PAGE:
Designing Tools explores the question of whether unique graphic solutions and an unmistakable visual language call for self-developed tools tailored to the individual needs of designers. The exhibition focuses on the tools used by graphic designers – from modified technical devices to strict sets of rules and complex algorithms.
Today, easy-to-use poster, layout or logo generators offer fast and inexpensive graphic solutions to the general public. In addition, new technologies such as machine learning, artificial intelligence and crowdsourcing are used to further optimise the market-dominating design programmes. Although there are many advantages to these developments, the question arises as to how standardised and generic design solutions can be avoided.
The exhibition Designing Tools highlights how the tools used by graphic designers significantly influence their design. For the exhibited projects, no conventional design instruments were used, but existing tools were converted, modified and misused. Some instruments were developed especially for the realisation of certain projects – in close connection with the content. These instruments range from technical devices and digital programmes to predefined rules and regulations. The use of these individual and new tools leads to surprising visual results beyond generic or decorative design.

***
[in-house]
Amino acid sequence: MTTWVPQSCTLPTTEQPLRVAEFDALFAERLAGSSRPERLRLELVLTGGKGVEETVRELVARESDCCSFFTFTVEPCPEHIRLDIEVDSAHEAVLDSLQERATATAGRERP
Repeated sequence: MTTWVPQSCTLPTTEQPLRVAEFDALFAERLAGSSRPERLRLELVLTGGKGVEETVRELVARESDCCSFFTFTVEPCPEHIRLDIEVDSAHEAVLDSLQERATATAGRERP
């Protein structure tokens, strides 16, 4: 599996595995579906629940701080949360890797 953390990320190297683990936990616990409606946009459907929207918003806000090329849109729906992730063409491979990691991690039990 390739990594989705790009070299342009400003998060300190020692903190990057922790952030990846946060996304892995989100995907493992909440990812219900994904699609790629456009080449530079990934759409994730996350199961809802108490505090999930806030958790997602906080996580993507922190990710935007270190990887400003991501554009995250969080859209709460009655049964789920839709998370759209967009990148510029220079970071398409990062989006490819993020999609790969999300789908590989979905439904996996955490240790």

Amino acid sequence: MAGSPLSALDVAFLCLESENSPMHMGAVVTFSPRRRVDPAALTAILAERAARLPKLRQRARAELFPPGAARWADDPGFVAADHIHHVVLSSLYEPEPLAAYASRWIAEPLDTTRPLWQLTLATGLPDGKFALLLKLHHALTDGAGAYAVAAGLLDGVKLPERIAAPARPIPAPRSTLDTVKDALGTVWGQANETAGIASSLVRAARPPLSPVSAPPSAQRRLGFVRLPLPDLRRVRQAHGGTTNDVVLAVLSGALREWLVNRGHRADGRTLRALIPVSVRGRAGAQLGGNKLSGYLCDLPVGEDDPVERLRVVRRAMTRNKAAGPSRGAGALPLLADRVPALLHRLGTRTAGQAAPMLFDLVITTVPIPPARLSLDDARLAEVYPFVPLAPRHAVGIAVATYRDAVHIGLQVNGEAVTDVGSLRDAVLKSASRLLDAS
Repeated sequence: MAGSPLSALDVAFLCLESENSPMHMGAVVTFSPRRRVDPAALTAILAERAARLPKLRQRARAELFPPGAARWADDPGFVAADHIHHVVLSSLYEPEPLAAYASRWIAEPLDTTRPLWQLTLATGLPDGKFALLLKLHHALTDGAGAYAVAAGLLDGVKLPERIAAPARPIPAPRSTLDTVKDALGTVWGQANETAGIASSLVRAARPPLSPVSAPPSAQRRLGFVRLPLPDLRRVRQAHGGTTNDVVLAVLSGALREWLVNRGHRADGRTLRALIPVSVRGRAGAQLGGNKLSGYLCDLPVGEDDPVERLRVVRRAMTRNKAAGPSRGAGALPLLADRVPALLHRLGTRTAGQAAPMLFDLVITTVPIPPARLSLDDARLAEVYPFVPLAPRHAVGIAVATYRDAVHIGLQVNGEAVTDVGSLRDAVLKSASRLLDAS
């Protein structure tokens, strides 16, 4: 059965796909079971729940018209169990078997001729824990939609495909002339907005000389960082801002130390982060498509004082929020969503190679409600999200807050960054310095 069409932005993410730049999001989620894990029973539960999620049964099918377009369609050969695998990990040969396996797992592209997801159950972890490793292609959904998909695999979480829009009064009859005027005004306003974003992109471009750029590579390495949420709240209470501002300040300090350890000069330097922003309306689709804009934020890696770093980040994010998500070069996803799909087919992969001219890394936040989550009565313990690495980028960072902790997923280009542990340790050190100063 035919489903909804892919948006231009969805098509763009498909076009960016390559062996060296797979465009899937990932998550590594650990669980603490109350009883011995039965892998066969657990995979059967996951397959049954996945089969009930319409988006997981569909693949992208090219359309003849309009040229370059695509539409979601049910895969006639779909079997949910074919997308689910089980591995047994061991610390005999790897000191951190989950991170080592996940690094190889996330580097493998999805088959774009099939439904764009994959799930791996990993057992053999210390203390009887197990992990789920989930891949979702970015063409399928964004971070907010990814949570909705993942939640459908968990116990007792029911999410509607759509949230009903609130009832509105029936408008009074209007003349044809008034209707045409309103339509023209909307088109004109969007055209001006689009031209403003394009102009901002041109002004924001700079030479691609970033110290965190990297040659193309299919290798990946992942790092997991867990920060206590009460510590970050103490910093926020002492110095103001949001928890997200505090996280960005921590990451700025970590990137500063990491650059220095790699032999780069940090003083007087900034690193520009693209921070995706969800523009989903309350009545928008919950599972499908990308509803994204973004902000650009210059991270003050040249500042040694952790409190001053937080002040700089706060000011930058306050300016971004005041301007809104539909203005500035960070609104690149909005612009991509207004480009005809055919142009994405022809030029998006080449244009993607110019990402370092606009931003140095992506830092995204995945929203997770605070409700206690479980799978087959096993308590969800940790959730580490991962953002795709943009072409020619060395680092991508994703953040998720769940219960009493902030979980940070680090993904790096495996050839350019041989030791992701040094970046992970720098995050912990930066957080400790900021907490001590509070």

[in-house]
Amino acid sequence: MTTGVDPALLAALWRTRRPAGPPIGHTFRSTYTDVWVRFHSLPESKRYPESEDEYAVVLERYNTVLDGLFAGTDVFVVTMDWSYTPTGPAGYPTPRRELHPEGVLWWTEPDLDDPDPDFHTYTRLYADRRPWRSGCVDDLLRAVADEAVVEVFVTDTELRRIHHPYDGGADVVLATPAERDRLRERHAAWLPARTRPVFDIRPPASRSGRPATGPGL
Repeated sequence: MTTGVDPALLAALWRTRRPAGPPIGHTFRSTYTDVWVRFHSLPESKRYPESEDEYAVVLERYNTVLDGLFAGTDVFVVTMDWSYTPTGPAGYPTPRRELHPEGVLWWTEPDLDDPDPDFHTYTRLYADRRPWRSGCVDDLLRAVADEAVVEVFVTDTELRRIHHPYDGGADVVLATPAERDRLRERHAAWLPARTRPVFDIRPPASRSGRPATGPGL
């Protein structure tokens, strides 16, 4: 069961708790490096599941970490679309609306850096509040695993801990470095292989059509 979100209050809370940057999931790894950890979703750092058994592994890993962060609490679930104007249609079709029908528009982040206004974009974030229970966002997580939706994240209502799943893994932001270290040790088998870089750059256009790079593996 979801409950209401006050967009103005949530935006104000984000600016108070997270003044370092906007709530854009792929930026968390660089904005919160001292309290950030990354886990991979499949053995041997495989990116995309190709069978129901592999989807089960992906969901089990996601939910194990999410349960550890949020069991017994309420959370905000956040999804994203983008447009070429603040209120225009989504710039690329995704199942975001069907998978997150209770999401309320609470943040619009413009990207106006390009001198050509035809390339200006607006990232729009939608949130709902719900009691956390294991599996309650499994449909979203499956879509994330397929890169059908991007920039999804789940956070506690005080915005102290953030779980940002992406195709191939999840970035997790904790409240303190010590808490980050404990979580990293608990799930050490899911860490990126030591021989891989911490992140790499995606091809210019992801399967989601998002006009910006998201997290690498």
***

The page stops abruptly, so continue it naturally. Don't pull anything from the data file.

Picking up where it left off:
Designing Tools does not focus on finished designs – posters and publications hot off the press or website and app interfaces – but on the tools used in the design process. The exhibition explores the question of whether unique graphic solutions only emerge when designers adapt or design their tools according to their needs. Does an unmistakable visual language require specially created tools? Do self-developed devices offer the possibility to avoid generic and standardised design? Will designers become more and more engineers of their own instruments? And what makes a tool a good or useful device?
Designing Tools assumes that each instrument brings its inherent possibilities but also restrictions. The term tool can be broadly defined: An open source script is just as much a design tool as an offset plate or a strict set of regulations. In addition to a wide variety of tools, the exhibition also presents what the visual solutions may look like when they are applied. The projects presented show how wide the range of instruments used by designers is: from modified technical devices to complex algorithms, from tailor-made project tools to rules – a wide variety of tools come together in the exhibition.
On the one hand, digital tools allow graphic designers to let a programme do the monotonous and repetitive works and to devote themselves to the creative part of the design process. On the other hand, custom-made or modified tools force designers to leave familiar paths, to question gridlocked patterns and to engage in experiments.